Investing in services that give children the best start in life reduces demands on GPs, hospitals and social care. It means children start school ready to learn and to achieve, so our schools can be more effective. Investing at the start of life gives our children the best chance of being safe, happy and healthy throughout their lifetime and into old age.

Science shows us that action in early life can prevent problems that can be costly to individuals and society. Economics shows that investment at the start of life generates the greatest returns.

We are calling for investment to deliver the Government’s Start for Life Vision. This includes a £500 million ringfenced uplift in the Public Health Grant over the next three years. This will enable local authorities to create strong and innovative Health Visiting services able to play their role in increasing opportunity for our citizens and reducing long-term burdens on the NHS.

Alison Morton, Executive Director iHV, commented:

“I am delighted that so many organisations and individuals have joined alongside the iHV, as part of the First 1001 Days Movement, calling for investment to deliver the Government’s Start for Life Vision and increase the number of health visitors.

“We hear daily how the NHS is flooded with growing need – now is the time to #TurnOffTheTaps.

“The evidence is clear that investing in the earliest years of a child’s life is the smartest of all investments – we don’t need any more evidence for this. It is time to stop admiring the problem and invest in the infrastructure of support that will actually make the difference.

“We urge all health visitors to join this campaign and speak out about the vital work that they are doing. We would also like to thank all of our partners for their unwavering support.”

What is the #TurnOffThe taps campaign?

It is clear that reducing short term burdens on the NHS is a priority for the Government. Therefore our campaign focuses on how investment in health visiting can reduce demand for NHS services.

Our Health Visiting Ask

  1. We are calling for investment to deliver the Government’s Start for Life Vision, including improvements in parent and infant mental health services, breastfeeding, maternity and health visiting services.
  2. This includes a £500 million ringfenced uplift in the Public Health Grant over the next three years which would enable growth in health visitor numbers and strengthening the leadership in health visiting services.
  3. We are calling on Government to invest enough to reach a total of 5000 new health visitors over the next 5 years, with 3000 in this spending review period.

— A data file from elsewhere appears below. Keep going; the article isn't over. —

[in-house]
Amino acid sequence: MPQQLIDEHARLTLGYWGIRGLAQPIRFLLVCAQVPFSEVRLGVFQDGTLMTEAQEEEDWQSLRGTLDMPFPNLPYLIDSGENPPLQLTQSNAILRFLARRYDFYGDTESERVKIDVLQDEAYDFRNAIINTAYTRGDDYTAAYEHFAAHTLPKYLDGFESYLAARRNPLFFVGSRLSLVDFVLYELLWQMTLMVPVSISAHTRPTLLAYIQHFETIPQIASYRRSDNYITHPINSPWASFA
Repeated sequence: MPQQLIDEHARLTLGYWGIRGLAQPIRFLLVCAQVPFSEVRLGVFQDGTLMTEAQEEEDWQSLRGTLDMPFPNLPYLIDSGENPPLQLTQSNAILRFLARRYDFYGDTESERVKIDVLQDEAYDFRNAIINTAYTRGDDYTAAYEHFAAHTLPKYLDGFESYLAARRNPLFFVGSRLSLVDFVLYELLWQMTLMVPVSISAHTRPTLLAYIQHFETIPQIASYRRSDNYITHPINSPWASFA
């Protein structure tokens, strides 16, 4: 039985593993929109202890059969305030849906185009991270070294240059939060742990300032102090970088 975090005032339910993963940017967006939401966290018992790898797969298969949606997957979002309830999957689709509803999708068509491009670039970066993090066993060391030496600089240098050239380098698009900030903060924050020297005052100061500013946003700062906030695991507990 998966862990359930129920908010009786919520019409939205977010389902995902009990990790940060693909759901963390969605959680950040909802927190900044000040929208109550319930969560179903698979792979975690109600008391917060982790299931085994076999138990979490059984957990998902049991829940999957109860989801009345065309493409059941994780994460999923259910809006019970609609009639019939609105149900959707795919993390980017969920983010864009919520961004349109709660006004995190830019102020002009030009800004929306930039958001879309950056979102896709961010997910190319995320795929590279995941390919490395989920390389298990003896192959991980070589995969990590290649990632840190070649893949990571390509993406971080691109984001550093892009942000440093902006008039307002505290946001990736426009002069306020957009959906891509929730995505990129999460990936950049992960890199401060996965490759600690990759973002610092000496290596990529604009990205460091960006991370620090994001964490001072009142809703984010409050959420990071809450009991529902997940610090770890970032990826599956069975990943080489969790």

4. In addition to the extra health visitors, the £500 million includes funding to increase the leadership capacity in health visiting service. This additional capacity would enable service leaders to drive excellence in practice through workforce development, research, service innovation and strong integration with other services.

How can you get involved?

The most important thing you can do is to tell your story. Get on social media and/or contact your MP and share YOUR stories about how health visitors give children the best start in life and can help to reduce demands on the NHS.

To support this campaign, you can:

  1. Share the calls to action on social media  – please see hashtag #TurnOffTheTaps
    • Please share content about the campaign from Wednesday 22 Sept onwards and increase activity around the 30 Sept, but please share your own stories too!
  2. Send a letter to your MP
    • Tailor the letter template and send it to your local MP. Tailor the letter to your local context. Perhaps explain what you do and invite the MP to visit your service; give a case study to show the work of local health visitors and/or talk about local cuts to services.
    • Please include the campaign briefing with the letter when you send it.
    • To find your local MP’s details go to https://members.parliament.uk/FindYourMP

What the First 1001 Days Movement is doing

In addition to the materials to support you as above, the First 1001 Days Movement will:

  • Submit a formal representation to Treasury.
  • Write to Maggie Throup the new Public Health Minister
  • Try to secure press coverage for the campaign

What iHV is doing

Further to above, the iHV will also be submitting our response to the Spending Review on the 30 September with a consistent ‘ask’ of the Government to invest £500m in health visiting from across the sector.

 

 

First 1001 Days logo

The Institute of Health Visiting (iHV) joins over 60 First 1001 Days member organisations who have today jointly written to the new Secretary of State for Health and Social Care, Sajid Javid, asking him to address the impacts of the pandemic on babies and their families, and to take longer-term action to ensure all our children have the best start in life.

Alison Morton, Executive Director iHV, said:

“The importance of getting it right for every child cannot be over-emphasised. The needs of babies, children, and young people have all too often been overlooked in pandemic policymaking. Although some money has recently been spent on mitigating the impact of the pandemic on older children, nothing has been spent or allocated to children aged under two.